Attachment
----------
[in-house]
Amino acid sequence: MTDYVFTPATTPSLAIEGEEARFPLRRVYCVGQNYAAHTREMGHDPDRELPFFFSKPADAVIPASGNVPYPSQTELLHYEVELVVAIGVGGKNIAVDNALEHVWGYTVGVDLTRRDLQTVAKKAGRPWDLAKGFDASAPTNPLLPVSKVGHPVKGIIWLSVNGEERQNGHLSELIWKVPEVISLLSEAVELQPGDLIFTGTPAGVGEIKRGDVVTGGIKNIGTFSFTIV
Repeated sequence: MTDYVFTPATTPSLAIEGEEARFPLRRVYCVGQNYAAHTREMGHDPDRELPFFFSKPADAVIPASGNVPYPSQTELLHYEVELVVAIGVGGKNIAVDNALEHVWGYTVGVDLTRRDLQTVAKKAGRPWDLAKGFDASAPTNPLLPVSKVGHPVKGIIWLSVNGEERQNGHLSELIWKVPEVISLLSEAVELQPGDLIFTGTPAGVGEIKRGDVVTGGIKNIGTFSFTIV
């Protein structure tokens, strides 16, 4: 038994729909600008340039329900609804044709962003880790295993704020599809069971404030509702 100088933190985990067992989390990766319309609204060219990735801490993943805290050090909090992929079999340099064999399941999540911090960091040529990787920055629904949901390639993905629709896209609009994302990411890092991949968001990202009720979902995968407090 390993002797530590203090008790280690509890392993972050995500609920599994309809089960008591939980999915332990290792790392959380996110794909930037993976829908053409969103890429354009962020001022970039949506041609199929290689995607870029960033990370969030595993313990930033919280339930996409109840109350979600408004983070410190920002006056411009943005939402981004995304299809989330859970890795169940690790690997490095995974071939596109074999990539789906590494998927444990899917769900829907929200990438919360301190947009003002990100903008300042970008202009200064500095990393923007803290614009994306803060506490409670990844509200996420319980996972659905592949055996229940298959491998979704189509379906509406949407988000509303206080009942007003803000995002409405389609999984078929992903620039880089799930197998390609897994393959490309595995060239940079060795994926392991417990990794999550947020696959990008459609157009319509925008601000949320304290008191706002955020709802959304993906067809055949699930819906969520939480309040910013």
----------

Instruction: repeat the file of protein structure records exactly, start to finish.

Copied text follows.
[in-house]
Amino acid sequence: MTDYVFTPATTPSLAIEGEEARFPLRRVYCVGQNYAAHTREMGHDPDRELPFFFSKPADAVIPASGNVPYPSQTELLHYEVELVVAIGVGGKNIAVDNALEHVWGYTVGVDLTRRDLQTVAKKAGRPWDLAKGFDASAPTNPLLPVSKVGHPVKGIIWLSVNGEERQNGHLSELIWKVPEVISLLSEAVELQPGDLIFTGTPAGVGEIKRGDVVTGGIKNIGTFSFTIV
Repeated sequence: MTDYVFTPATTPSLAIEGEEARFPLRRVYCVGQNYAAHTREMGHDPDRELPFFFSKPADAVIPASGNVPYPSQTELLHYEVELVVAIGVGGKNIAVDNALEHVWGYTVGVDLTRRDLQTVAKKAGRPWDLAKGFDASAPTNPLLPVSKVGHPVKGIIWLSVNGEERQNGHLSELIWKVPEVISLLSEAVELQPGDLIFTGTPAGVGEIKRGDVVTGGIKNIGTFSFTIV
């Protein structure tokens, strides 16, 4: 038994729909600008340039329900609804044709962003880790295993704020599809069971404030509702 100088933190985990067992989390990766319309609204060219990735801490993943805290050090909090992929079999340099064999399941999540911090960091040529990787920055629904949901390639993905629709896209609009994302990411890092991949968001990202009720979902995968407090 390993002797530590203090008790280690509890392993972050995500609920599994309809089960008591939980999915332990290792790392959380996110794909930037993976829908053409969103890429354009962020001022970039949506041609199929290689995607870029960033990370969030595993313990930033919280339930996409109840109350979600408004983070410190920002006056411009943005939402981004995304299809989330859970890795169940690790690997490095995974071939596109074999990539789906590494998927444990899917769900829907929200990438919360301190947009003002990100903008300042970008202009200064500095990393923007803290614009994306803060506490409670990844509200996420319980996972659905592949055996229940298959491998979704189509379906509406949407988000509303206080009942007003803000995002409405389609999984078929992903620039880089799930197998390609897994393959490309595995060239940079060795994926392991417990990794999550947020696959990008459609157009319509925008601000949320304290008191706002955020709802959304993906067809055949699930819906969520939480309040910013």